Publisher Clare Seel had been house-hunting for some time before she finally found the flat of her dreams. It was in the right area, spacious and light and, best of all, it had a 7×2 m cellar. ‘For me, the cellar was one of the flat’s key selling points,’ she explains, ‘as I’m a keen amateur enthusiast and it would finally give me room to expand my collection.’

However, not long after Seel had moved in, she became aware that her dream cellar needed some work before it could house her treasured wine collection. Like many of London’s Victorian conversions, the basement was exhibiting all the signs of a damp problem.


‘I had a vision of inviting my friends over for dinner,’ she says, ‘and bringing bottles up from my cellar – but it rather takes the edge off the glamour when you have to scrape the mould off the labels first.’ There was some good news, though: ‘At least the temperature seems to be fairly consistent,’ says Seel with a shrug.

It was time to call in the experts. Before adequate storage could be sorted out, the priority was to fix the structural problems and get rid of the damp. Noel Bell of Cellar Conversions paid Seel a visit. An hour or so later and Bell had come up with a range of constructive suggestions to improve matters. The first thing he pointed out was that the basement space currently had a very low ceiling, and he proposed that a trench should be dug to maximise the headroom.

Next, a sump pit would be dug and a pump installed to get rid of any ground water seeping in from the porous clay soil outside. With the water drained away, the final step would be to tank out the walls and floor, ensuring that, in the future, the cellar would remain damp-free.

Having dealt with the major issue, it was time to work out how to turn the once-soggy cellar into an ideal space to store wine. A conditioning unit that would control both temperature and humidity was due to be installed later in the conversion programme, and Bell said that the stairs would need repositioning to make room, drawing up plans for new ones made out of quality timber.

Insulation plays a vital role in ensuring that a constant temperature is maintained. A plan was drawn up to ensure that the ceiling and walls would play their part, while the door would be hermetically sealed with strips of rubber.

With the structural work complete, it was time to move on to the most exciting part of the project, designing a storage system that would house Seel’s growing collection. ‘At the moment I’ve got more bottles than cases,’ she explains, ‘but now that I’ve got the space I would like to change the balance.’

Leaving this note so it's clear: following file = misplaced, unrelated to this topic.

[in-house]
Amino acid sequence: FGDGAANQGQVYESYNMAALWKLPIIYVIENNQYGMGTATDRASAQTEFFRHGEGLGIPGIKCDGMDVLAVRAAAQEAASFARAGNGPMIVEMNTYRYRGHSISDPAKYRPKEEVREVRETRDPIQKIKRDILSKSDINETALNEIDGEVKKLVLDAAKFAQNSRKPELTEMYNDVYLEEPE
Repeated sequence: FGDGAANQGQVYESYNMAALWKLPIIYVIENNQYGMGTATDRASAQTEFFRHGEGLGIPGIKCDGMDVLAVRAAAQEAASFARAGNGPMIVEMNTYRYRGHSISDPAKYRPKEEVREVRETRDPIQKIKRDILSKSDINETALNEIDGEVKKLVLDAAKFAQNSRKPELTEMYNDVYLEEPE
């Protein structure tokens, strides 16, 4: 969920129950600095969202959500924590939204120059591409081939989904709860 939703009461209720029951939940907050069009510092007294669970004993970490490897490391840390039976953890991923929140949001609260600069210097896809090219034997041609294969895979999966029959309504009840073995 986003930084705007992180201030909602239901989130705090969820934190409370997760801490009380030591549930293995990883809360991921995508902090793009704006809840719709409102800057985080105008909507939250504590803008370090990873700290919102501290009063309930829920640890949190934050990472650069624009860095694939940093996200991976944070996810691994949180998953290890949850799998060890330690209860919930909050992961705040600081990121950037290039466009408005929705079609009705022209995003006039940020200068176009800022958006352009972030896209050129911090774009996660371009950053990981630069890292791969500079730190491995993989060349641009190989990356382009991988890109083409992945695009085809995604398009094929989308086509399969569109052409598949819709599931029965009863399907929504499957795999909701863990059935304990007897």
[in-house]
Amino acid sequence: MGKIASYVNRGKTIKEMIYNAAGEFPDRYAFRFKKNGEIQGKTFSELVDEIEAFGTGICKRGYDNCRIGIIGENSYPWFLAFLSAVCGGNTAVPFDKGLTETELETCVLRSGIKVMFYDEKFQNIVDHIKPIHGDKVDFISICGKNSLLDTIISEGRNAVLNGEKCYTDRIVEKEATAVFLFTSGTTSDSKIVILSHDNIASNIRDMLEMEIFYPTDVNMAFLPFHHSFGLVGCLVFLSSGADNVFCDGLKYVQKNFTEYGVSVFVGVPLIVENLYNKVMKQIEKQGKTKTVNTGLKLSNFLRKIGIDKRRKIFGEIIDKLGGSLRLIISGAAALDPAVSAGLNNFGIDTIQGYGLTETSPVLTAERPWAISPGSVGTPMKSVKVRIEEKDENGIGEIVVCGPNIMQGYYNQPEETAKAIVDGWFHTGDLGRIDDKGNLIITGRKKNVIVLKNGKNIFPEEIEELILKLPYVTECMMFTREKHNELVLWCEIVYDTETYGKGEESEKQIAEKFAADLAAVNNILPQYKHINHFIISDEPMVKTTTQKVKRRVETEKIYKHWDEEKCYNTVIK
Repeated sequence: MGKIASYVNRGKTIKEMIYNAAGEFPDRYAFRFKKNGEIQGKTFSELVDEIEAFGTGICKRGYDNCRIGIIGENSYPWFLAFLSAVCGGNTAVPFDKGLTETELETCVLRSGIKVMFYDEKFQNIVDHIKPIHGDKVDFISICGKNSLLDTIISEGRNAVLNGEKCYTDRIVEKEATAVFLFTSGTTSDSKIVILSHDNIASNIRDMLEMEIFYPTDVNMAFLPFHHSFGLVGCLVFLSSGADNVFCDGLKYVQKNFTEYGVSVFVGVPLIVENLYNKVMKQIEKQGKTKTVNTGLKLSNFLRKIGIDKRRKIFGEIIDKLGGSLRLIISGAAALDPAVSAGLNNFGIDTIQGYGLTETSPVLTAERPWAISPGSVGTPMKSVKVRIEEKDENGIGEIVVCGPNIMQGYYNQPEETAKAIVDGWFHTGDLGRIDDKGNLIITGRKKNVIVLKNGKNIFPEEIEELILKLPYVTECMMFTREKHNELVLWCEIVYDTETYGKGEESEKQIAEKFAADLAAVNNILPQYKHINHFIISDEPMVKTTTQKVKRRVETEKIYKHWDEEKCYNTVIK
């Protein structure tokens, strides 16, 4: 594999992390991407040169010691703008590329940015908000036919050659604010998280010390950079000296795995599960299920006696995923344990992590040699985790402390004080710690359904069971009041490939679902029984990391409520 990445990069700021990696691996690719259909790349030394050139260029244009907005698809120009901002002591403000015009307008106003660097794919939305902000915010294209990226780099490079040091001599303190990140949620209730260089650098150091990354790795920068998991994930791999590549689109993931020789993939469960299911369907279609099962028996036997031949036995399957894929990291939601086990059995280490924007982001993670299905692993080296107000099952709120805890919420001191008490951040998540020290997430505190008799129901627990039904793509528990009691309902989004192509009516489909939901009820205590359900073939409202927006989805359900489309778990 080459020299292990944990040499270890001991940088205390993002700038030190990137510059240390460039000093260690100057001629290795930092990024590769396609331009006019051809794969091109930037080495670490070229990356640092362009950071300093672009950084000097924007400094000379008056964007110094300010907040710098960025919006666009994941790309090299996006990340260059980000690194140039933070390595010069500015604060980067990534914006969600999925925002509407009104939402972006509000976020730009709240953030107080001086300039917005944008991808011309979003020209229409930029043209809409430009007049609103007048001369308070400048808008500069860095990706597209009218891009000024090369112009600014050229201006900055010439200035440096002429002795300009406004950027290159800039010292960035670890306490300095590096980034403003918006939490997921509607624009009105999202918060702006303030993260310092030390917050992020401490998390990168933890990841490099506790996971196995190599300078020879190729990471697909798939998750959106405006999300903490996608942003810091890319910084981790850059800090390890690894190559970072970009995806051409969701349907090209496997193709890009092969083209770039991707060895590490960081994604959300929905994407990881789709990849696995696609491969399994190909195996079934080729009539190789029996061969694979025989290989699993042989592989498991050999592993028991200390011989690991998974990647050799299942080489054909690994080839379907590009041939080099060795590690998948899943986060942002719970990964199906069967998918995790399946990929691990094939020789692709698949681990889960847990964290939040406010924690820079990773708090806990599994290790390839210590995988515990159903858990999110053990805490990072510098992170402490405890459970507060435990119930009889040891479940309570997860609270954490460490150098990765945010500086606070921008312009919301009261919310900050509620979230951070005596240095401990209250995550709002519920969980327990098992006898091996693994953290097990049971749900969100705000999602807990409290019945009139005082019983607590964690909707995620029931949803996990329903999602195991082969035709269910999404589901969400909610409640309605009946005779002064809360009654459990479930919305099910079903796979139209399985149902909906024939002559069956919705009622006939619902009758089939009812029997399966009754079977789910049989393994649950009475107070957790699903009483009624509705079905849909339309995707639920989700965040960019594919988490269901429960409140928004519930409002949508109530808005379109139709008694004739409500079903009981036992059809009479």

Accordingly, David James of EuroCave suggested that the maximum storage capacity could be achieved by splitting the area in half, allocating one side of the room to bottles and the other to cases. A Modulorack system housing 42 cases would be set up along the west wall while, opposite, the Modulothèque would provide ample space for 500 bottles.

‘I’m delighted,’ says Seel, ‘as what Eurocave proposes would make it so much easier for me to manage my collection. Wines I intend to drink straight away will be placed in the racks nearest the door, while those meant for ageing can lie undisturbed further along the rows.’


Both ‘thèque and ‘rack are made out of solid oak, a natural material known for its ability to withstand humidity, with fittings in aluminium, a corrosion-resistant metal. Unlike conventional racks, both systems have sliding drawers, making it easy for Seel to find bottles or cases. In addition, the Modulothèque’s shelves are adapted to a range of bottle shapes and sizes, so Seel can pick and choose between those shaped for Bordeaux, Alsace and Champagne bottles, as well as magnums. ‘There’s even one we call universal,’ says James, ‘which works particularly well with Burgundies.’


James also recommended the installation of an EuroCave CL-A Conditioning Unit. This small (45cm3) wall-mounted unit performs the vital function of maintaining the cellar at a constant temperature and humidity, as well as circulating the air in the room. As for the annual running costs, James says: ‘they’re not much more expensive to run than your average fridge freezer’.

With the hard work over, Seel is eagerly looking forward to stocking her new cellar with her latest purchases.